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Dive Okinawa, dive a different world

by Charles Whipple


Until 1879, Okinawa was a separate kingdom, a vassal nation that paid tribute both to China and to Japan. Today, Okinawa is part of Japan, but it offers a different world to sport divers.

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A dusky anemonefish peers from his nest at intruders. Juvenile at the left.

When it came time for the coral to spawn, at the full of the moon in June, I hied myself to Naha, Okinawa, with a bunch of scuba divers. In Tokyo, a typhoon battered the city. In Okinawa, the sun burned down out of cobalt skies; the ocean was a mirror.

Sea-la-Cans, the diving outfit docks its 39-foot 300-horsepower Yamaha boat at Naha Marina. Can Igarashi and his wife Akiko run a tight operation. But both are natives of Chiba, just outside Tokyo.

Day one we dived the labyrinth and coral gardens at Chiibishi. This group of four tiny islands lies in a direct line between the Kerama group.

Beneath the waves, coral gardens greeted us. They'd come back strongly since their 1972 decimation by Crown of Thorns starfish. Vast plots of staghorn coral, interspersed with gorgonian fans, table coral, and other species I didn't recognize. Once in a while, the blue-purple lips of a giant clam interrupted the coral continuum.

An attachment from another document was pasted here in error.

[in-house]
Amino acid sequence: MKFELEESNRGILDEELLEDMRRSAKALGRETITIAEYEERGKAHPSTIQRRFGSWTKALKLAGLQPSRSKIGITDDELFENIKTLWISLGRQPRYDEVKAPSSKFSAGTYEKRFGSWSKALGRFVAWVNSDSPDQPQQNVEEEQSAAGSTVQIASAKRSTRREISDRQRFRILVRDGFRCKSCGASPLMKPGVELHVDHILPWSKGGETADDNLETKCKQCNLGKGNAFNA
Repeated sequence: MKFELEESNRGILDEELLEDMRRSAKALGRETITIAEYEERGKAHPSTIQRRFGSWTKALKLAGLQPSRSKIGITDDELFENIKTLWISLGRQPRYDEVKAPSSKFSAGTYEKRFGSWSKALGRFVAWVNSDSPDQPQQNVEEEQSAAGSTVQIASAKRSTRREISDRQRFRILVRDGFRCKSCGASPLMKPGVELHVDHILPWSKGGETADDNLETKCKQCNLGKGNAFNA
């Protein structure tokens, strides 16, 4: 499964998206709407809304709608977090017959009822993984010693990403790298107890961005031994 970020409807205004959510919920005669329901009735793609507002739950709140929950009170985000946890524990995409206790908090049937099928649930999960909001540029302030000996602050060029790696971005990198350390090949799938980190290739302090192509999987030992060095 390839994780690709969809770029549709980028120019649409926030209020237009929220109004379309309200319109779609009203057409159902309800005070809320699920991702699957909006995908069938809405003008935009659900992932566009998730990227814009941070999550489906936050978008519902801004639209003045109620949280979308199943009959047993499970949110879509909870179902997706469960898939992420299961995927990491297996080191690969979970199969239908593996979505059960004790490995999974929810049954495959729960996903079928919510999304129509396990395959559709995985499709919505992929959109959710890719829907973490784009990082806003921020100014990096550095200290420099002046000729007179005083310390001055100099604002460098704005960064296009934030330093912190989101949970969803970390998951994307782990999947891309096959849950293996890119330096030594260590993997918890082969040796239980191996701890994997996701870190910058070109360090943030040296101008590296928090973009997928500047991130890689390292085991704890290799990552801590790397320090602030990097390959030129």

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Manatees leader Yukiko Yamazaki holds a Crown of Thorns starfish on her diving knife.

Fish were bright and plentiful -- wrasses, blennies, occasional lionfish, damsels, yellow juvenile tangs, surgeons, snappers, grunts, and yuzen angels -- flashing brilliant blues and yellows, or cleverly hiding when air-breathing monsters from an alien place ventured near.

Labyrinths through the coral gave us an adventuresome dive that finished too soon, as all interesting dives, too. We tied up at WWII-vintage concrete pier on deserted Kamiyama Island for lunch, slipping in alongside another dive boat.

While our shiny fiberglass dive boats were tied up for lunch, a lone man in a floppy straw hat sat in his wooden sabani boat about 500 meters off shore, fishing with a hand line. His was the only native Okinawan craft I saw that day.